After two years of litigation, an Oklahoma school district has finally settled a lawsuit filed by the family of an eighth-grade student who was targeted for sexual activity by his English teacher. The teacher, a 31-year-old woman named Jennifer Caswell, has been imprisoned on sex crime changes since 2015, The Oklahoman reports. She was sentenced to 10 years of incarceration and will serve at the least a mandatory eight-and-a-half years.

Oklahoma Teacher Followed Student To Mississippi For Illegal Sex

Before her conviction, Caswell appeared on the “Dr. Phil” television show to discuss her sexual relationship with the boy. In the interview, Dr. Phil, a psychologist named Philip McGraw, put Caswell on the spot, suggesting that she had “violated the canon of [professional] ethics within six weeks” of receiving her teacher’s certificate. Caswell, in tears, said that the gravity of her misconduct had only sunk in after she was arrested in Mississippi for rape in the second degree, a felony, and enticing a child to a secluded location.

Court documents reported by The Oklahoman show that Caswell had been discovered by police in a Mississippi hotel room, along with the 15-year-old boy. She had followed the child to Mississippi, where he was on vacation with his mother.

Disgraced Educator Sentenced To Ten Years Of Prison

Inspiring the authorities to pursue charges against Caswell, however, proved difficult. The boy’s mother was adamant that criminal charges be filed against the teacher, but prosecutors took action only after weeks of requests from the distraught family. In an email to the district attorney, the boy’s mother wrote, “I almost feel like this is not being taken seriously because [the victim] is a boy and not a girl.”

Ultimately, the weight of evidence against Caswell was hard for prosecutors to ignore. She pleaded guilty to three counts rape in the second degree, one count of forcible sodomy and two counts of enticing a child, an Oklahoma criminal law that makes it a felony to “ask, invite, entice or persuade any child under sixteen years of age […] to go alone with any person to a secluded, remote, or secret place with the unlawful and willful intent and purpose then and there to commit any crime against public decency and morality […] with the child.”

Sexual Abuse Lawsuit Claims Severe Emotional Trauma

Almost immediately after her conviction, the boy’s father filed a civil sexual assault lawsuit against Caswell, the small Hollis, Oklahoma school district in which she had taught and a number of individual school district representatives. The family’s case, in which parents argued that their son had suffered severe emotional trauma after being repeatedly victimized by Caswell, was recently resolved with a $125,000 settlement.

In their lawsuit, the family says that Caswell’s abuse had dire consequences for their son. His grades and participation in extracurricular activities suffered, and he was subjected to humiliation when the news broke among his peers. “The truth is,” says their attorney Charles Watts, “that this has a terrible effect on a child. You can expect in his future life that he will have a hard time with relationships.”

Lawsuit: School District Tried To Hide Allegations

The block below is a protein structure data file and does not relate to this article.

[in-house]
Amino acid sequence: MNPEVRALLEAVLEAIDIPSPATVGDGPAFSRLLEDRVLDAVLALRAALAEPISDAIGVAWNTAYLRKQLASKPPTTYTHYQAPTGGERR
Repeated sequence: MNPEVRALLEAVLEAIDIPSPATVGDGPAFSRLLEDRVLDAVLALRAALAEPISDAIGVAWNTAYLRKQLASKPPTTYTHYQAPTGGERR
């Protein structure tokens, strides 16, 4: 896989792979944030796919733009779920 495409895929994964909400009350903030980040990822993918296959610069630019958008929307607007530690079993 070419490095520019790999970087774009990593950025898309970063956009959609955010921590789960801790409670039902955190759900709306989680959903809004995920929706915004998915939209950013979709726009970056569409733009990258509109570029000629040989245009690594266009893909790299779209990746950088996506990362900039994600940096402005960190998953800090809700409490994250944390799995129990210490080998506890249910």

That settlement amount, however, does not appear wholly commensurate with the gravity of the allegations leveled against the school district. In their lawsuit, the boy’s family describe a series of extremely troubling claims, many of which revolve around the school district’s alleged coverup of the teacher’s illicit relationship with an underage child. After their son had disclosed his relationship with Caswell, the parents, according to sworn deposition, were met not by compassion but with threats.

Principal Asked To “Paddle” Student For “Spreading Lies,” Father Says

The school’s principal, Marty Webb, accused the boy of lying, the father said in a deposition. As rumors began to swirl through the school, Webb told the child’s father that his son “needed to keep his mouth closed,” the lawsuit claims. Stranger still, the principal told the child’s parents that he planned to paddle their son for spreading falsehoods, a form of punishment the family naturally refused to allow.

Blocked from corporal punishment, Webb instead placed the child on an in-school suspension, court documents say. Caswell soon resigned her possession at the Hollis Independent School District, but reportedly promised the woman that she would be able to remain a licensed teacher in Oklahoma. Meanwhile, her sexual relationship with the boy continued, according to court records from the criminal case against Caswell.

Hollis Public Schools vehemently denies these allegations. The school district maintains that the boy was never threatened with corporal punishment. Revoking a teacher’s license, school attorney Andy Fugitt says, is a job for the Oklahoma State Department of Education, not individual school districts. Fugitt claims the school reported the allegations against Caswell to police and the district attorney when the teacher resigned. The fact that the school now appears to have settled the family’s civil case is not an admission of liability.

Caswell Won’t Defend Herself Against Second Lawsuit

An additional lawsuit, filed solely against Caswell and claiming intentional infliction of emotional distress, is still pending in an Oklahoma City federal court. As The Oklahoman reports, Caswell has decided to refrain from defending herself against the lawsuit, although attorneys for the family fear that she does not have the financial resources to adequately compensate their clients.